What is an Ophthalmologist?

An Ophthalmologist is a medical doctor who has undertaken a minimum 12 years of university and training to become a medical specialist in the diagnosis and management of disorders of the eye and visual system.

This additional training equips an Ophthalmology eye specialist to provide the full spectrum of eye care, medical treatment and complex microsurgery.

Many ophthalmologists are also involved in scientific research into causes and cures for eye diseases and vision problems.

What is the difference between an Ophthalmologist, Optometrist and Orthoptist?


Optometrists examine eyes, give advice on visual problems, and prescribe and fit glasses or contact lenses. An optometrist will refer patients to an ophthalmologist if an eye disease is detected.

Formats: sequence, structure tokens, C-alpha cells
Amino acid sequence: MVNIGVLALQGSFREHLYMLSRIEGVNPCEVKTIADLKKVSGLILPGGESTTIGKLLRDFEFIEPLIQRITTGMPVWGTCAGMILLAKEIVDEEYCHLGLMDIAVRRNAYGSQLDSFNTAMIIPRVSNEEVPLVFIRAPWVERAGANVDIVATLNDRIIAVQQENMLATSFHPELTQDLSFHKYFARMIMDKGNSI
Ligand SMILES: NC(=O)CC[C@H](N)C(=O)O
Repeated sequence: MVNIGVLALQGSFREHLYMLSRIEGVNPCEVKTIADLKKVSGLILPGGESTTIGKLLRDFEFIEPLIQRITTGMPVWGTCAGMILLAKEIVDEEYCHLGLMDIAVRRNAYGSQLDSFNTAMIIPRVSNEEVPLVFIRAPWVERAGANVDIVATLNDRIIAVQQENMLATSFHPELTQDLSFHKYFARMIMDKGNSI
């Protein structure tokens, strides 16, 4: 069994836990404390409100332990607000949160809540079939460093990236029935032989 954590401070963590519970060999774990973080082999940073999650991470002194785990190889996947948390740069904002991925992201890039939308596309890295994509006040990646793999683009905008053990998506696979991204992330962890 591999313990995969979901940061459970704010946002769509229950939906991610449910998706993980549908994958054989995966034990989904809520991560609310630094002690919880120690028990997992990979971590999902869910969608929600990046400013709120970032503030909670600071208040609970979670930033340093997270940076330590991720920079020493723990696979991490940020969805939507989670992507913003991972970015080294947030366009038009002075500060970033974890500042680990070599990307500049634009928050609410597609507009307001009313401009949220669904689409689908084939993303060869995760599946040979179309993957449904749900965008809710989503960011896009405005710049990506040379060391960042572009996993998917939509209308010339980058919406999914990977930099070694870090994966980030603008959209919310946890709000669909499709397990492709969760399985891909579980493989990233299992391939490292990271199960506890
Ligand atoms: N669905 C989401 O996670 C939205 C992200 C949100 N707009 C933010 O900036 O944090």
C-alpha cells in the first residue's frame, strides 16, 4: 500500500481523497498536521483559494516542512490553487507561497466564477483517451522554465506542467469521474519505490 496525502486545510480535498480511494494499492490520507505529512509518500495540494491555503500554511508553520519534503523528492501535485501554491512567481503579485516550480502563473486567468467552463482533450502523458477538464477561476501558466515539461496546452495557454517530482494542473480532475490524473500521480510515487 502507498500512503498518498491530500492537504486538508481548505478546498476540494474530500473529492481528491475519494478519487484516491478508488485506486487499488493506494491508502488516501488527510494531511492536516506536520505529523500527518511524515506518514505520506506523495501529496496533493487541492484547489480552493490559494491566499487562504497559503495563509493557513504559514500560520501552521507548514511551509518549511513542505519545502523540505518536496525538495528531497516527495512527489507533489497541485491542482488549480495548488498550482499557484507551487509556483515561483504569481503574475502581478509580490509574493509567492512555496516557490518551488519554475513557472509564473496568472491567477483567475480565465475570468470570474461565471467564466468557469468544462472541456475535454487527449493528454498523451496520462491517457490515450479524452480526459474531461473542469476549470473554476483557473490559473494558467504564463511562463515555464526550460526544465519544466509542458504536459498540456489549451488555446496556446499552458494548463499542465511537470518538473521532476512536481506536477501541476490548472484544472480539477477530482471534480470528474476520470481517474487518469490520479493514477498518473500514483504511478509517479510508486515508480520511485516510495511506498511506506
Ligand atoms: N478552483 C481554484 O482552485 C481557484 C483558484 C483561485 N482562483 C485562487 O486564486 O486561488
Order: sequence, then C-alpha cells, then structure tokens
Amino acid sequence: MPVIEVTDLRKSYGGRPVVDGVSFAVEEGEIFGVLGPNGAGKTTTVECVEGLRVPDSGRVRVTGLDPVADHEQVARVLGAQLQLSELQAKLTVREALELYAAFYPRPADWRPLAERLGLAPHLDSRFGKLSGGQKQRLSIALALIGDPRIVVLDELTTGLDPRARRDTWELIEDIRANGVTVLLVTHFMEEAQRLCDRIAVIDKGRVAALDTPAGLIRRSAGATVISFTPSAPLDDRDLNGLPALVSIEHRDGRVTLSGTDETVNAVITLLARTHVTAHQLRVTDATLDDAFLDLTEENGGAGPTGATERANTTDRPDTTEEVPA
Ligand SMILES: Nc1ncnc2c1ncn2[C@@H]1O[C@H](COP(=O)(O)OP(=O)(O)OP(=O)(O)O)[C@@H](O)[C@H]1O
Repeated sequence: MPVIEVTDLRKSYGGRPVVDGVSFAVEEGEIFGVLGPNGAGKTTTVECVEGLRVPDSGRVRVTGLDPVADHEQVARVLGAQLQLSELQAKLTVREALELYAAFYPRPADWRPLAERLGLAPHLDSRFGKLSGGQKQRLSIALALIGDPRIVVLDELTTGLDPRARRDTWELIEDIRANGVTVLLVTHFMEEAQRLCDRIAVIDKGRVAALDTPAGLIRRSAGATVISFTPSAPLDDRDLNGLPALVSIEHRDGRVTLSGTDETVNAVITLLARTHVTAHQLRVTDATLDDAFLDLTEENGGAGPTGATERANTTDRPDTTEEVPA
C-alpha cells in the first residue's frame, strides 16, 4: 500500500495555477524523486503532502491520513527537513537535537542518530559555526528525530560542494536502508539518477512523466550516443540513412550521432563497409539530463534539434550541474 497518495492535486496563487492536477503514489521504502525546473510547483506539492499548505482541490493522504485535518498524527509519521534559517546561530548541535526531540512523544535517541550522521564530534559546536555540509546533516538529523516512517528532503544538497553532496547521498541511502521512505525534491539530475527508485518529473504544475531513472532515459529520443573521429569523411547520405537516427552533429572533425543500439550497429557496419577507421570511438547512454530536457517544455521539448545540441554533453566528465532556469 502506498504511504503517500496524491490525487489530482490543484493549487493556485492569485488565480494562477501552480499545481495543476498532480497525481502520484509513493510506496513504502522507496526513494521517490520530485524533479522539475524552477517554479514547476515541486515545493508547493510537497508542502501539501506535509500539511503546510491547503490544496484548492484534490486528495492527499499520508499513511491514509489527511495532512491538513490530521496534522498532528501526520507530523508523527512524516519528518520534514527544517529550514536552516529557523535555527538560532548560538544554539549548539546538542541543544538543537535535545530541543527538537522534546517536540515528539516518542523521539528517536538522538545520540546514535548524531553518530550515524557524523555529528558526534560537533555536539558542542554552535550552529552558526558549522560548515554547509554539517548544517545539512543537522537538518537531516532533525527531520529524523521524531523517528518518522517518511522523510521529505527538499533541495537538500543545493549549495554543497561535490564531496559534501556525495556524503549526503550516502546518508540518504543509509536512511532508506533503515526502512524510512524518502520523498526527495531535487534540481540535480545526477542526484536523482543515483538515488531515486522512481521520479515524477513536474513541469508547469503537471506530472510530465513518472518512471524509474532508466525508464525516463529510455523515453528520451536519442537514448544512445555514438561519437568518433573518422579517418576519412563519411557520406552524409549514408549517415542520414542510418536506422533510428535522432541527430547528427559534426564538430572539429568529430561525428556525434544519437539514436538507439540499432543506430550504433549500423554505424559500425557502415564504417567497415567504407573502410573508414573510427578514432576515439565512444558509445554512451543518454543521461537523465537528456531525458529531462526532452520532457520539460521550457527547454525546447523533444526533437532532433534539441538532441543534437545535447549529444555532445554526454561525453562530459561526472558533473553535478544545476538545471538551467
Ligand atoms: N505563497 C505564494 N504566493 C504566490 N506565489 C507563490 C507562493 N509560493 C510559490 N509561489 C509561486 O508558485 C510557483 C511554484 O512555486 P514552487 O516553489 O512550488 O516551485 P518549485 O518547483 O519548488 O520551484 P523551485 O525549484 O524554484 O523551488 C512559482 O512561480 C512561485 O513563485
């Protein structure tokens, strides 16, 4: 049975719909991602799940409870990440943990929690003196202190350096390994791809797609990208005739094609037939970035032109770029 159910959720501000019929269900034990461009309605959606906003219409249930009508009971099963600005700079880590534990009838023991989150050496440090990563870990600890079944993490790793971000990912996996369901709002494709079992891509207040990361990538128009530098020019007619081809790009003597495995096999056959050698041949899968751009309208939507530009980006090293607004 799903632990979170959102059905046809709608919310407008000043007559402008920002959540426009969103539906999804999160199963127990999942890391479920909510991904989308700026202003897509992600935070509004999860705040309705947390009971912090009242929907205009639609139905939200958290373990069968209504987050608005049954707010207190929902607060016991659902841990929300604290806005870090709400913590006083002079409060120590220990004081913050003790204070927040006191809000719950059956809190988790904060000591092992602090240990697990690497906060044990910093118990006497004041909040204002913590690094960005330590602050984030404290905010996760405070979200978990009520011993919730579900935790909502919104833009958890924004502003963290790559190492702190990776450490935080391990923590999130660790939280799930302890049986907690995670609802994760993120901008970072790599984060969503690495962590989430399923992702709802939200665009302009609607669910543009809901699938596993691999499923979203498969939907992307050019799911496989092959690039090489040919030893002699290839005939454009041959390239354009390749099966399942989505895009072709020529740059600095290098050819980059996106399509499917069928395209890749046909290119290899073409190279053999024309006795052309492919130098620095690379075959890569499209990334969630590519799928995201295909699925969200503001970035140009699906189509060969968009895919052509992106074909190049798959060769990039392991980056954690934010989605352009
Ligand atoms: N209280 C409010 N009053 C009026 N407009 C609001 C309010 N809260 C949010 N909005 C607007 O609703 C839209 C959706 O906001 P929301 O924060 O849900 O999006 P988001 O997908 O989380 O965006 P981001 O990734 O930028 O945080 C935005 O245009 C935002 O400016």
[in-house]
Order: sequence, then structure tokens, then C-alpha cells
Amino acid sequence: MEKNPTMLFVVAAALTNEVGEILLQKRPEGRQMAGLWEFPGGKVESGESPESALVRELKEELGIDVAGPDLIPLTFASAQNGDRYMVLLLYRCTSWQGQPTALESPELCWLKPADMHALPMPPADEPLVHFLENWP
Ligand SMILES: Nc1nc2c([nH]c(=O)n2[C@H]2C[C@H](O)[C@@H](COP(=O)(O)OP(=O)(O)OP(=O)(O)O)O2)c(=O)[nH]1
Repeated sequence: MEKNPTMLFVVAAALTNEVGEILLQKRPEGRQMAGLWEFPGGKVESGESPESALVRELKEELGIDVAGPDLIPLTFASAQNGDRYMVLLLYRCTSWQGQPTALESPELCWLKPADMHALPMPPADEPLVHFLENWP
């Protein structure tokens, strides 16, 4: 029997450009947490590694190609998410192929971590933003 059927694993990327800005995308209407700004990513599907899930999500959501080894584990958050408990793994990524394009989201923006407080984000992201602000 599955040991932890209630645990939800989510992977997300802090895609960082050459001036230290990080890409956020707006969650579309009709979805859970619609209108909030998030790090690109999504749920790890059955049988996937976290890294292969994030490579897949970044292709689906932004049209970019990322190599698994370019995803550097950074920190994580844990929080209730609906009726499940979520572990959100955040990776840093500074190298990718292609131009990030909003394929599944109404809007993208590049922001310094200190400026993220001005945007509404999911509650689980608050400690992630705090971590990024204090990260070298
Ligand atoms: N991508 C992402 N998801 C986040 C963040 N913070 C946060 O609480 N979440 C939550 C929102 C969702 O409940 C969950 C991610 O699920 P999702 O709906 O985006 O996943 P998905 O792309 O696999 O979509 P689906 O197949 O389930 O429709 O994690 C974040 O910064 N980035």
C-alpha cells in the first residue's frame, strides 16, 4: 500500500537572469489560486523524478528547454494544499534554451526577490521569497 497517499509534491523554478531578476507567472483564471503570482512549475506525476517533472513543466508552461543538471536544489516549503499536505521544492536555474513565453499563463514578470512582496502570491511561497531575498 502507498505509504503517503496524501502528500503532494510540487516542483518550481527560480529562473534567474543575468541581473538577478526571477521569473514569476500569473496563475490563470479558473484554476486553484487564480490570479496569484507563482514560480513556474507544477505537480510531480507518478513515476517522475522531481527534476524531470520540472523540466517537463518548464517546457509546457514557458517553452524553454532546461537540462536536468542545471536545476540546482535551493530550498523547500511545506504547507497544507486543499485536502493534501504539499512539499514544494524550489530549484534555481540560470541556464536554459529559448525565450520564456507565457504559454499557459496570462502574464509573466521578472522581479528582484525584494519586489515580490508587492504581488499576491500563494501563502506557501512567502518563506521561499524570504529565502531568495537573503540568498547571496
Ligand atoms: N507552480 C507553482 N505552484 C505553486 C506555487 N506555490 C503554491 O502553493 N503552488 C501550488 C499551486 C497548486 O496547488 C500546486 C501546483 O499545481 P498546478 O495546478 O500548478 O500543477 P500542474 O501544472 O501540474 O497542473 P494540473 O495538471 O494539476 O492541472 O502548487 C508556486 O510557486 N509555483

Ophthalmologists and Optometrists work collaboratively in the care of patients, especially those with chronic eye disease.


Orthoptists are university trained, allied health professionals, who are trained to diagnose and manage disorders of eye movements and associated vision problems. They are also trained to perform investigative testing of eye diseases.